I've always been one of those writers who love reading authors blogs--epecially when they share their stories about making it. Or tell about their journey along the way. It inspired me and I usually put these authors on a higher pedestal, because they did something I always dreamed of--they were a published author. The more I read their blogs, the more I realized "hey, they are regular people too!" and funny thing is, that inspired me even more. Because I had an even better shot of making my dream come true, because just like them, I was a regular person. And just like them, I was starting off in the same place they once had. And just like them, their dream was my dream. I just hadn't reached mine. Yet.
So for the first time, I am telling my story online with the hopes of encouraging or inspiring or even relating to other writers out there. Having only been agented for a year, everything is still very fresh for me and I want to share my experience and Journey of an Author...
That's how long it took me. From the time I completed my very first book to the time I signed with my agent. (I had a habit of not completing projects I started, so completing my first was a HUGE accomplishment).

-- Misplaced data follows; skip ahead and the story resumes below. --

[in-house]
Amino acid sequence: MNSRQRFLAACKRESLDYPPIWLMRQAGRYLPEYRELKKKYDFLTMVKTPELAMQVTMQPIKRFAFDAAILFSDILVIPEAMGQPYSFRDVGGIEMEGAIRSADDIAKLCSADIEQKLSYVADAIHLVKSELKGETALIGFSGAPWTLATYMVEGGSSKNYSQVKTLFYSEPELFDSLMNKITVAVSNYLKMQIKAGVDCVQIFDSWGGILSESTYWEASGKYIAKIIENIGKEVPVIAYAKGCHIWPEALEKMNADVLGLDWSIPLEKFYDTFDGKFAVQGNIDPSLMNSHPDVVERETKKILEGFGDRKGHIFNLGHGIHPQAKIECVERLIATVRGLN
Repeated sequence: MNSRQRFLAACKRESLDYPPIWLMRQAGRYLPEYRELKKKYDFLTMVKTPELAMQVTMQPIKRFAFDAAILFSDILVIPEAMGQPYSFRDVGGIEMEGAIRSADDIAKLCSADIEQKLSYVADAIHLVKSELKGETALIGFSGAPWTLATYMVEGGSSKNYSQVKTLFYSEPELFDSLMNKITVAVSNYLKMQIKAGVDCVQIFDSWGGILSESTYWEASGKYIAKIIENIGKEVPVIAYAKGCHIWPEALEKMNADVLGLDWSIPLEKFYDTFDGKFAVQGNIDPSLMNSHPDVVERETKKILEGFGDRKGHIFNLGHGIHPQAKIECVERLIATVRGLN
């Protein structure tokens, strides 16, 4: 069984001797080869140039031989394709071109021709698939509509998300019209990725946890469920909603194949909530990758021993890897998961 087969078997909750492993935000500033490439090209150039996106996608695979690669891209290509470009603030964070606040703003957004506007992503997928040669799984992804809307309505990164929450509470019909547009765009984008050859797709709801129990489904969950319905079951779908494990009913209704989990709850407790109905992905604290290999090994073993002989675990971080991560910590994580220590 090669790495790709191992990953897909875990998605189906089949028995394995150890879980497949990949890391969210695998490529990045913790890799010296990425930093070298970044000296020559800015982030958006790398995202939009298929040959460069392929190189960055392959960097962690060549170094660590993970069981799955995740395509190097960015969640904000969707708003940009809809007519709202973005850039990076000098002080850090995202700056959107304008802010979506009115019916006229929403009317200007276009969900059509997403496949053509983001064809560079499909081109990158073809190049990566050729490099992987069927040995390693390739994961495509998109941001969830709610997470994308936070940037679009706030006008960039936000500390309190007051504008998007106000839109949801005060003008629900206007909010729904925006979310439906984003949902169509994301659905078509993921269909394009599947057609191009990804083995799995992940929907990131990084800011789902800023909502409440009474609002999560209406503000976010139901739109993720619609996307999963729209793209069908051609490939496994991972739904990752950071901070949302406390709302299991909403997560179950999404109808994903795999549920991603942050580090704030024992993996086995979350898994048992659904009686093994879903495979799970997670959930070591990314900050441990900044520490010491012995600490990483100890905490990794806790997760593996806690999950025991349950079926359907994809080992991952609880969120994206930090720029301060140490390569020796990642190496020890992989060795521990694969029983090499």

Did I ever think my work was brilliant and the agents were wrong for rejecting me? Yes. Did I ever cry and pout and feel sorry for myself? Of course. Did I ever feel like giving up? Absolutely.
So what happened in those six years that kept me wanting to come up with ideas for new stories, write and rewrite, and query so much that the keypad had been permanently etched into my fingertips?
I refused to give up.
Someone told me my work wasn't strong enough? Fine. I'd make it stronger.
The voice isn't there? I'll write until it's there.
The plot isn't believeable? I'll twist it around until it is.
I received more rejections than you'd probably care to know. But if I had to go back and do it all over again, would I? I absolutely would. Why would I? It made me stronger. I can take critiques. I have tough skin. In the beginning I would cry if someone didn't like my work. So imagine if I had an editor back then and they suggested revisions and even sent copyedits my way. I would've been a mess trying to handle such a thing!
I've also found an online critique group since then, and I cannot stress enough the importance of having a critique group. In those six years, I've had time to do research on agents, publishers, and make such wonderful friends. But best of all? I became a better writer. And of course with time (and practice) everyone becomes a better writer, but how great is it to say that my debut novel will be that much better than it would've been six years ago? And of course when I look at my writing from that long ago, I can honestly say, "um, yeah. I DO understand what those agents were telling me."
And then it was last April that my dream would come true. And then some.
To Be Continued...